Menu

Film Review: 'Victoria' - A Study in One-Take Realism

Victoria Still 12

Courtesy of Adopt Films.

There are many factors that make Victoria a unique film worthy of praise for the sheer amount of planning and organization involved in its creation. From director Sebastian Schipper, the film is shot by Sturla Brandth Grøvlen in one continuous take, so fans of Birdman can rejoice as this style of filmmaking seems to be, rather like Michael Keaton’s character, taking off.

Set in Berlin, Victoria follows a Spanish girl of the same name, who is on her own in the city, enjoying a night out. When she meets Sonne and his friends outside one of Berlin’s 24-hour nightclubs, the excitement she’s so obviously been searching for comes right to her doorstep.

At first, the group, who promise to show Victoria the “real Berlin,” bonds and her and Sonne’s fledgling romance begins to flourish, but soon it becomes clear the boys are mixed up in something much more serious than shouting off rooftops and breakdancing in the street. How far will Victoria go in search of adventure? This question is an important one, as we watch her become more and more involved with events.

Victoria Still 9

Courtesy of Adopt Films.

The single shot style of Victoria allows us to watch the night unfold in real time. The camera keeps up when the characters are cycling, it follows them down stairs, into cars and most impressively excitingly portrays the action-packed scenes.

There are times, for example when the characters go up in an elevator, when the audience must wait patiently for the next scene to be played out. But after all, this is life, and Victoria is a dramatic, well-executed depiction, keeping expectations realistic.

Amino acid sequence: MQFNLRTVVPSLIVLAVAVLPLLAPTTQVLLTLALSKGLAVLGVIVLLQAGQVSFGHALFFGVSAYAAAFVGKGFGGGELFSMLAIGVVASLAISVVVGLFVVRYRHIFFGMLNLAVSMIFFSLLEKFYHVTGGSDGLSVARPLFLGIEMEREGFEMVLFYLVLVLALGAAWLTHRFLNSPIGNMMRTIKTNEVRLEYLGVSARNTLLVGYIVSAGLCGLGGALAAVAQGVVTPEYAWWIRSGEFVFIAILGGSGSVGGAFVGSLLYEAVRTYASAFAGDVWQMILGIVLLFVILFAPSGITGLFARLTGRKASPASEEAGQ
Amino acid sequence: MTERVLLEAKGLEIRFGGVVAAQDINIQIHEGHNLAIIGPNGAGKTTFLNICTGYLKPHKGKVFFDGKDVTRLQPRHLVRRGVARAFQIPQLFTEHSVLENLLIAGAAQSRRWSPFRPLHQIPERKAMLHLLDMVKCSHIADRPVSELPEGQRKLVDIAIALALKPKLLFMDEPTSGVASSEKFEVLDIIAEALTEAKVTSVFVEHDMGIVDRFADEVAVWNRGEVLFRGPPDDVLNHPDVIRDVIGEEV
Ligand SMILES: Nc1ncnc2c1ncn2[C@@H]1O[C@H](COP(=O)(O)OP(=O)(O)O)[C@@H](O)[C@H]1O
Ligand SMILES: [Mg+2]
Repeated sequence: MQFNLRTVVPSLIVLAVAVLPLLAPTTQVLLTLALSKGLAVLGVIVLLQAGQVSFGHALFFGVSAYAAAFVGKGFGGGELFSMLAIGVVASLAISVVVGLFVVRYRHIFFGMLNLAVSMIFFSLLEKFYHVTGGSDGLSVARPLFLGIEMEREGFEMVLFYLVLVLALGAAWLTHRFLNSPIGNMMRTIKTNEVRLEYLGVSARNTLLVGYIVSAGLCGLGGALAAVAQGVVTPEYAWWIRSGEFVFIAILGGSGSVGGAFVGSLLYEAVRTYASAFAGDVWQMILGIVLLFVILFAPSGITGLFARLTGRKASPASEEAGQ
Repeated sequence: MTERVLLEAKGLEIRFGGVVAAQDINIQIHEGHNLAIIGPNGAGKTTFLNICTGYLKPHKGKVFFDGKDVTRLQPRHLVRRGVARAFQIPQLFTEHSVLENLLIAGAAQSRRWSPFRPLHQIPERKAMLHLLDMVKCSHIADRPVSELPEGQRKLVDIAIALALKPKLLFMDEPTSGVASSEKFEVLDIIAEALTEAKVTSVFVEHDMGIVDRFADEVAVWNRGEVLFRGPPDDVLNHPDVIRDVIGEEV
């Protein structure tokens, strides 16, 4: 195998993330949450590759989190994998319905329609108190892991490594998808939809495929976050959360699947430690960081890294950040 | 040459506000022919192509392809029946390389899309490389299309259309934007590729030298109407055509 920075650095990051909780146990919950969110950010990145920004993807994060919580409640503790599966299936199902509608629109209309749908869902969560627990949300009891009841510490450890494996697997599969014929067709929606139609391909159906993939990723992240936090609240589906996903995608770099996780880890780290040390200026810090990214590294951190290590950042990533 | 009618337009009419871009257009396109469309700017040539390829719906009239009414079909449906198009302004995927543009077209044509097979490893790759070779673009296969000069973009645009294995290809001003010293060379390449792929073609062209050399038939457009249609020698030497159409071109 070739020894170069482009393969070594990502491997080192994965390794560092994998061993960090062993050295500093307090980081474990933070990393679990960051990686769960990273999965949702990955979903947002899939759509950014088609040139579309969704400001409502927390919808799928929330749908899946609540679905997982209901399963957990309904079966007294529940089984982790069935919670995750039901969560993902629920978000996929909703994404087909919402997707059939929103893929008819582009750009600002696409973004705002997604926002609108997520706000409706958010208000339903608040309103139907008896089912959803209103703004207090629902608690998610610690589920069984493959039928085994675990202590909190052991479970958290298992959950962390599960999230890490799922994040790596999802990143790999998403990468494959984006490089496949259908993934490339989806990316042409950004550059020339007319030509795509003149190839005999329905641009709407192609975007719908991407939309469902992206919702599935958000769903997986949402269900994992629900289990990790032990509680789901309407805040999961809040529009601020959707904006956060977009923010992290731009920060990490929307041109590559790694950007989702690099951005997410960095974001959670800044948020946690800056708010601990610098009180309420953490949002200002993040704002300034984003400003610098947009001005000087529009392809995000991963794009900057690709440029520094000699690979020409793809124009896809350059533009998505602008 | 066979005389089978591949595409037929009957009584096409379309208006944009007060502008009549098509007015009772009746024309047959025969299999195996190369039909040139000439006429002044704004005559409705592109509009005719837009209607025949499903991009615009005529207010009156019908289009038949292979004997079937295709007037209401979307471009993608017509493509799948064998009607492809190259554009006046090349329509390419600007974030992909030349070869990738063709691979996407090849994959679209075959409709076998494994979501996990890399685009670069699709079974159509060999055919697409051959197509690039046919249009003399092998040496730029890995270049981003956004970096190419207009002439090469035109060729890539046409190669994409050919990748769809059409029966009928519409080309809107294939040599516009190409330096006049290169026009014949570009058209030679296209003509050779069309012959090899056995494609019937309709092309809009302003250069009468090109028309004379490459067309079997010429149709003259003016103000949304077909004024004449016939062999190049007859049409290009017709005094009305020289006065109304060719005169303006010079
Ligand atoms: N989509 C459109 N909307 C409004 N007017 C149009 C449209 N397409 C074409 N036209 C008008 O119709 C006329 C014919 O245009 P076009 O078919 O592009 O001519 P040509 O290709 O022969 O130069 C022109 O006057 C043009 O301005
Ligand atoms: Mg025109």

Victoria Still 4

Courtesy of Adopt Films.

The acting in this film is top notch, and it had to be so given its single take circumstances. The script that the actors worked with was a short one, only 12 pages long, so much of the dialogue is improvised, as well as jumping between subtitled German and English with ease. This gives the feeling that we’re simply watching a group of friends talking to each other, rather than performing rehearsed lines and scenes.

Realistic in many moments, Victoria isn’t immune to the drama that many audiences expect in a film these days. There is conflict and raging emotion in spades, once the scene has been set during the first half of the film. At its heart, this is an impressive study in the way events unfold, sometimes spiraling uncontrollably towards their epic conclusions.